Hey, leave those kids alone
ISSUES FOR THE POSITIVE CHILDHOOD CAMPAIGN:WHEN JILL Holtz’s daughter was about to turn seven recently, all she wanted for her birthday was a Monster High doll – a range of Barbie-type zombie dolls mostly dressed in the customary short skirt and high heels.
“She asked me for that,” says Holtz, who had no major objection. “I had Barbie dolls and it is not that I think they do any harm; you can be too PC about it.”
But she was conscious of roles being reversed – her daughter knew about these dolls before her and the desire for one was firmly planted in her mind. “It wasn’t me as a parent thinking about what is there in the marketplace for a seven year old.”
In the highly consumerised and media-saturated society we live in, it seems there are more influences than ever outside the home competing for children’s attention. They are bombarded with messages and images, which parents sometimes struggle to counteract.
“Just say no,” is easier said than done when successful sportsmen are endorsing “energy drinks” that your seven-year-old son now believes are essential for playing soccer; your nine-year-old daughter is the only one in her class who does not have a mobile phone; your 11-year-old daughter’s friends are all wearing make-up and your son is the only boy in first year who does not have a Facebook account.
Parents may be uncomfortable about how the adult world infiltrates their children’s lives but they feel powerless to do anything about it.
We don’t want our children getting an eyeful of topless “glamour” models when they are searching for their favourite TV tie-in magazine at the newsagents but we are reluctant to take shop staff to task; we wince at the provocative music video we find our five year olds dancing along to but try to convince ourselves it’s harmless fun.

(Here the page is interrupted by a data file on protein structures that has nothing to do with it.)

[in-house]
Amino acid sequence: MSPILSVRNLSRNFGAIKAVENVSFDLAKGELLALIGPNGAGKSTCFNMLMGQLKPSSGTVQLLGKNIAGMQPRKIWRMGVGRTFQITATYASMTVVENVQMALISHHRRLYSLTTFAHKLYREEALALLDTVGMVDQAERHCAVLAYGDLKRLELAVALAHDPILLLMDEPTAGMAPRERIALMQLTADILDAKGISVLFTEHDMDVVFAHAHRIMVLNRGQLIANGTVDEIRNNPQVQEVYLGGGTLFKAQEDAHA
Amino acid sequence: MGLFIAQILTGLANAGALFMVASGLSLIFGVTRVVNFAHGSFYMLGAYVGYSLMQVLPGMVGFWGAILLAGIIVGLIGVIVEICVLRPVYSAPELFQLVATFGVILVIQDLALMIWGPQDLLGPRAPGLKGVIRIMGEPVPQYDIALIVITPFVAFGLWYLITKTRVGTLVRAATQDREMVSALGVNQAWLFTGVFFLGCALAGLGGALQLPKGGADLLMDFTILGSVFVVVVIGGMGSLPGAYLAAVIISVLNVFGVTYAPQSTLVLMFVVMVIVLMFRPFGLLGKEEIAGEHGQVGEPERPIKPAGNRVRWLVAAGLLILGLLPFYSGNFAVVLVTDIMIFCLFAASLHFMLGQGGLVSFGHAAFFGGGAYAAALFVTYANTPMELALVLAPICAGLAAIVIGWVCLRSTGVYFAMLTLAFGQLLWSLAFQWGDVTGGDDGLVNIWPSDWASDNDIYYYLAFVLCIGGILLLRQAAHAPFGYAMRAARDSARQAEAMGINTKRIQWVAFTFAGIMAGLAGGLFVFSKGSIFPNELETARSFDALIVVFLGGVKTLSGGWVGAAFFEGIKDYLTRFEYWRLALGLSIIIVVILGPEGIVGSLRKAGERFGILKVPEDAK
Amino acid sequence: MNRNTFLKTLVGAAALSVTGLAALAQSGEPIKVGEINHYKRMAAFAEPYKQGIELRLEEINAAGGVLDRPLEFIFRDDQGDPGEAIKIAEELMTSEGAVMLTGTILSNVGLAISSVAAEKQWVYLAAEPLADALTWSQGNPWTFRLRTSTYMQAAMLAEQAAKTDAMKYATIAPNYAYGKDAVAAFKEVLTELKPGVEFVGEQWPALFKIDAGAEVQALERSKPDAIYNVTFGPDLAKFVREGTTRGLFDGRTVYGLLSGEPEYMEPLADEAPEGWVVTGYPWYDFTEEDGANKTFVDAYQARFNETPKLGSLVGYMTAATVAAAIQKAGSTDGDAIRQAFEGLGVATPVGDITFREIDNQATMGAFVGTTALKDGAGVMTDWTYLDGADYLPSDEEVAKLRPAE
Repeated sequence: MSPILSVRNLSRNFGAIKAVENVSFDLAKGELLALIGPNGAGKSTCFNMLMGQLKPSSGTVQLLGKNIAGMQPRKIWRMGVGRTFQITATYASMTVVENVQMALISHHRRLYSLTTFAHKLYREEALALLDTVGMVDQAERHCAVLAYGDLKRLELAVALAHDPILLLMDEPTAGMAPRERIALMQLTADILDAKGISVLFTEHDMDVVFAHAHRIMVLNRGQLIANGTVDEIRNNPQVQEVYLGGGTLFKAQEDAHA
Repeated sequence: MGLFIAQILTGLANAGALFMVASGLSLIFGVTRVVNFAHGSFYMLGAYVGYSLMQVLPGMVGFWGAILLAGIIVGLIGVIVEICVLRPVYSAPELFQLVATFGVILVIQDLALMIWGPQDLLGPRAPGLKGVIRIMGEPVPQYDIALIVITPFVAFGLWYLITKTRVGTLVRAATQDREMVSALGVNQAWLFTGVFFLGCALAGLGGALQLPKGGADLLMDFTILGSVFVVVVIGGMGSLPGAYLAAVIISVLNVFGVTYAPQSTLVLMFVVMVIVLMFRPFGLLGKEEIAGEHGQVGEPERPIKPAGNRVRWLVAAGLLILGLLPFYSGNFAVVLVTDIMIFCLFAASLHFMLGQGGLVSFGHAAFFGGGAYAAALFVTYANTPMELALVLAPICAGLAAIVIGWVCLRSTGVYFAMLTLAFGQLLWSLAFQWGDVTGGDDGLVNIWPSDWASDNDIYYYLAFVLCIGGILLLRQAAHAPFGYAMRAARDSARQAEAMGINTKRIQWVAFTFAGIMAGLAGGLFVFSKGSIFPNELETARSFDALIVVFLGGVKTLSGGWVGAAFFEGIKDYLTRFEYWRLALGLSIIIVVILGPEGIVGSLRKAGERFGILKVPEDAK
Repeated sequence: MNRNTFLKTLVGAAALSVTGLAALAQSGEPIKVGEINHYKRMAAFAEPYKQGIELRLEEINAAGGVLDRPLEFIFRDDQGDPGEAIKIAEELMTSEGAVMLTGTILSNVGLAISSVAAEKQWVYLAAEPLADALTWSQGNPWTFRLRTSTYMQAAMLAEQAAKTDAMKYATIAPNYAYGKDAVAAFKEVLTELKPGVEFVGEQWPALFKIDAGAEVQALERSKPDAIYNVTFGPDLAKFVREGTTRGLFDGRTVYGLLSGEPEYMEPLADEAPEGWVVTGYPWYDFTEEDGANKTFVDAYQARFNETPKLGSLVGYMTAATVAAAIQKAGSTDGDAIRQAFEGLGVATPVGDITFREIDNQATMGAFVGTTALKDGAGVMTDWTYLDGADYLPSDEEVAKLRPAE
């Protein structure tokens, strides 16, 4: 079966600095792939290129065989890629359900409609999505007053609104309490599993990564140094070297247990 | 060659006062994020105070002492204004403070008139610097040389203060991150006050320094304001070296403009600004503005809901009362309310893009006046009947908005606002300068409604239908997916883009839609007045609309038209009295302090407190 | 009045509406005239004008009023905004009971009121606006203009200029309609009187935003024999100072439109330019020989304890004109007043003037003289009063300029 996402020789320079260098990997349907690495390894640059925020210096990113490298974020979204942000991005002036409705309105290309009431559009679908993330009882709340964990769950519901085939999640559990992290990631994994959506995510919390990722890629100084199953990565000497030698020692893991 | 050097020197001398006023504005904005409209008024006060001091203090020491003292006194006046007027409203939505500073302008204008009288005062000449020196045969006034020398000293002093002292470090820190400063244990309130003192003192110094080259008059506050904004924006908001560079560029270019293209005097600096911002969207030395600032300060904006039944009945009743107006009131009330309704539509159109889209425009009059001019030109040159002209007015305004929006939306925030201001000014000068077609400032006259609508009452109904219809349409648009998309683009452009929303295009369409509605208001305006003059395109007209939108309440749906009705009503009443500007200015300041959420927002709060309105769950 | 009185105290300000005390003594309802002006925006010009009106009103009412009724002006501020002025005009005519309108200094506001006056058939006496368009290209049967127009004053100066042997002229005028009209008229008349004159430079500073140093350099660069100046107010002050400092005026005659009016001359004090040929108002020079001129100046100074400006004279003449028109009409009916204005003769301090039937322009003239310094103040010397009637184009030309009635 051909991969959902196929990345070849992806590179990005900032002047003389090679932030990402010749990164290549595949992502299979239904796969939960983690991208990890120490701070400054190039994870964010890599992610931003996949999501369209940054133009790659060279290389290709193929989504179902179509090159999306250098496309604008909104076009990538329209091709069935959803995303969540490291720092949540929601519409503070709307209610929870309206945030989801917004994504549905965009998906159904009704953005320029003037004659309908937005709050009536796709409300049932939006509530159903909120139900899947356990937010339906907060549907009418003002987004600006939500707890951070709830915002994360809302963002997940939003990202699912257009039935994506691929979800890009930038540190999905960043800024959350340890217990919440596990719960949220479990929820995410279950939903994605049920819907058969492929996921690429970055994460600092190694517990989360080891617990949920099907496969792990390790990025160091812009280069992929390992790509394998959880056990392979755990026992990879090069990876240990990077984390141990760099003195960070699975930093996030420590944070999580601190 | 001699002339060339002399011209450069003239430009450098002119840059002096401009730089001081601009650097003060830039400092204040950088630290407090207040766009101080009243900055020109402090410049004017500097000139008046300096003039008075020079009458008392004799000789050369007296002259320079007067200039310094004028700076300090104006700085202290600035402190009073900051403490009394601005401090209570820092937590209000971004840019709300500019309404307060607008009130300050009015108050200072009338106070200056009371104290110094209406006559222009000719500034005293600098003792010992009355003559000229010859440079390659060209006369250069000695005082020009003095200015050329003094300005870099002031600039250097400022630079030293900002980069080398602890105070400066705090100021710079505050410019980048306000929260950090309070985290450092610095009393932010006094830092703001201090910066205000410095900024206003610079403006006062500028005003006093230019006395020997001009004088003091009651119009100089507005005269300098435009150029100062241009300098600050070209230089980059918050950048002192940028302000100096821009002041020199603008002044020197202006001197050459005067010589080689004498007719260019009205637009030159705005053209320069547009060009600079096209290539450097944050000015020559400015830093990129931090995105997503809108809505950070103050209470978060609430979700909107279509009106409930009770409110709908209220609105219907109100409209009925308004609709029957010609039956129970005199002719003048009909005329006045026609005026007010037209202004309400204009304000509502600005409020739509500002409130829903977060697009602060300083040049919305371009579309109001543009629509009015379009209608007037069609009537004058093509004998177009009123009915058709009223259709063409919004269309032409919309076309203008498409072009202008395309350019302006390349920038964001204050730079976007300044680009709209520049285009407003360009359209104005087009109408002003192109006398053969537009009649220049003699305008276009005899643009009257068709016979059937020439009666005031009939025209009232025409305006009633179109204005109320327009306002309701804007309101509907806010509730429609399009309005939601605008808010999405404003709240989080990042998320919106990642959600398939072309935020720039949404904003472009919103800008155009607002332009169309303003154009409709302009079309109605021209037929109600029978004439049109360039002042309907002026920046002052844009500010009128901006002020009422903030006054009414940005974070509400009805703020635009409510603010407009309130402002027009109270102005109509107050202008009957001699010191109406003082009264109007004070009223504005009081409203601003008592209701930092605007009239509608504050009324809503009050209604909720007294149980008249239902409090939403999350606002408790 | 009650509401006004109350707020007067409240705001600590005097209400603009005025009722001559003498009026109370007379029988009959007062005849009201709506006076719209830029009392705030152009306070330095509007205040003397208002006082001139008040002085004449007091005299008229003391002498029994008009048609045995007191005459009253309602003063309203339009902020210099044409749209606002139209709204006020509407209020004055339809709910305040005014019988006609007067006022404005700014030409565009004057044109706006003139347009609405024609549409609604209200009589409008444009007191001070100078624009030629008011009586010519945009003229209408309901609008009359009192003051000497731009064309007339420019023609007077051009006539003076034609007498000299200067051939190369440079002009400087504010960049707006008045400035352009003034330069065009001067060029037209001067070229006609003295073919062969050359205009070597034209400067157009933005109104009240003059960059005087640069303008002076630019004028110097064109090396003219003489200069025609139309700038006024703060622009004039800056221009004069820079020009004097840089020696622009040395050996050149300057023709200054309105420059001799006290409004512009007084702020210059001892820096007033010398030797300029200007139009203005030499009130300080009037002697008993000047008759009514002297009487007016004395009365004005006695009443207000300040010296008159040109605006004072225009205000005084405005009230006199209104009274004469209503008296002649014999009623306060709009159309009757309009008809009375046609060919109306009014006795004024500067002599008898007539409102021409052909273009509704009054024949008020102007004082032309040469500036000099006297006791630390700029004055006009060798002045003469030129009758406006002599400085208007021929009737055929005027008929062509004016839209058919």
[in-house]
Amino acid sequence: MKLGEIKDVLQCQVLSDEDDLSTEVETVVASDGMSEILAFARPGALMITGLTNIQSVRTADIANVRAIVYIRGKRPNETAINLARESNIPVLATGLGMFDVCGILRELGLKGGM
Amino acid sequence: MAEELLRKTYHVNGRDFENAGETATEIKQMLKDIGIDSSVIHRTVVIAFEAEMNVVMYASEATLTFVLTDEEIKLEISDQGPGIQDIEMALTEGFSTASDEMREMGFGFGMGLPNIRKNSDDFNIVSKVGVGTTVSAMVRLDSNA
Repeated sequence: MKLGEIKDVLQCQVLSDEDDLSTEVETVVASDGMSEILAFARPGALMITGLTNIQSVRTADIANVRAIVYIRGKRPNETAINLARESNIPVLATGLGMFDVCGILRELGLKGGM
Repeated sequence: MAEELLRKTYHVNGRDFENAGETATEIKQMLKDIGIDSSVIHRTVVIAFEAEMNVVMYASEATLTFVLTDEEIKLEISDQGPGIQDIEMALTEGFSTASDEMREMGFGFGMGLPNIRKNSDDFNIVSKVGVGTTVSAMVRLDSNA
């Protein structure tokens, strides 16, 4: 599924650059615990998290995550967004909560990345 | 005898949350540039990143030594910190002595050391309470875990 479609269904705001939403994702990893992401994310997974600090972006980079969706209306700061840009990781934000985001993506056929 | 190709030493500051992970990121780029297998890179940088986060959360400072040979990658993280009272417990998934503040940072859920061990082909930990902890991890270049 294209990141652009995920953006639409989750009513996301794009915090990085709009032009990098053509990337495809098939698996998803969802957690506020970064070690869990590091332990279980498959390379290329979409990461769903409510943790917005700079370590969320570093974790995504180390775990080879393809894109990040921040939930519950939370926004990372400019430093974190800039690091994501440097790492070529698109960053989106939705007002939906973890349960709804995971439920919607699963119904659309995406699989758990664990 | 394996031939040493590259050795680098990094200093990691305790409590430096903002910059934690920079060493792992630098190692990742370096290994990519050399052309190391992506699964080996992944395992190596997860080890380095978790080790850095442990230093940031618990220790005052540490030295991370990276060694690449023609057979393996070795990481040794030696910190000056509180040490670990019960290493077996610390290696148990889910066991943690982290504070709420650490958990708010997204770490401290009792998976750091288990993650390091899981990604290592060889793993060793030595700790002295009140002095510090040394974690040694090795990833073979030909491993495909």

Consumerism puts parents under so much pressure from their children, says Holtz, co-founder of the parents’ information website, Mykidstime.ie, and a mother of two living in Co Galway. “They don’t want to be deemed prudish about stuff.”
Children are also under pressure, to have and to do the same as their peers – and who wants their child to be the odd one out?
“Put parents around a dinner table or parents standing in the playground and these are the things that are worrying us but we feel quite defenceless – what can we do?” asks Sheena Horgan, a consultant on youth/family and social marketing issues, and a mother of four girls.
“But actually we can do things. There are systems in place – good, bad and indifferent – but parents need to know about them and use them. And where there aren’t any, parents need to be able to insist that industry and politicians put them in place.”
She is working with Mykidstime.ieon a Positive Childhood campaign that was launched in Dublin yesterday by the Minister for Children and Youth Affairs, Frances Fitzgerald.
Findings from the Growing Up in Ireland study, according to the Minister, highlight how contemporary Irish childhood has changed, with many new pressures and influences coming to bear on our children’s lives.
“I think it’s important that we do all we can to support parents to support children.”
She welcomed the establishment of the Positive Childhood campaign “as an important new platform to help inform parents on key issues affecting the contemporary childhood and to provide a strong voice for Ireland’s parents on issues of importance to them”.
The campaign’s tagline, “Letting kids be kids”, comes from the title of an independent review of the commercialisation and sexualisation of childhood by Reg Bailey, which was commissioned by the British government and published last June. Many of the issues raised also apply this side of the Irish Sea.
“There are no easy solutions but it is important that we talk about these things as parents and as a society,” says Holtz.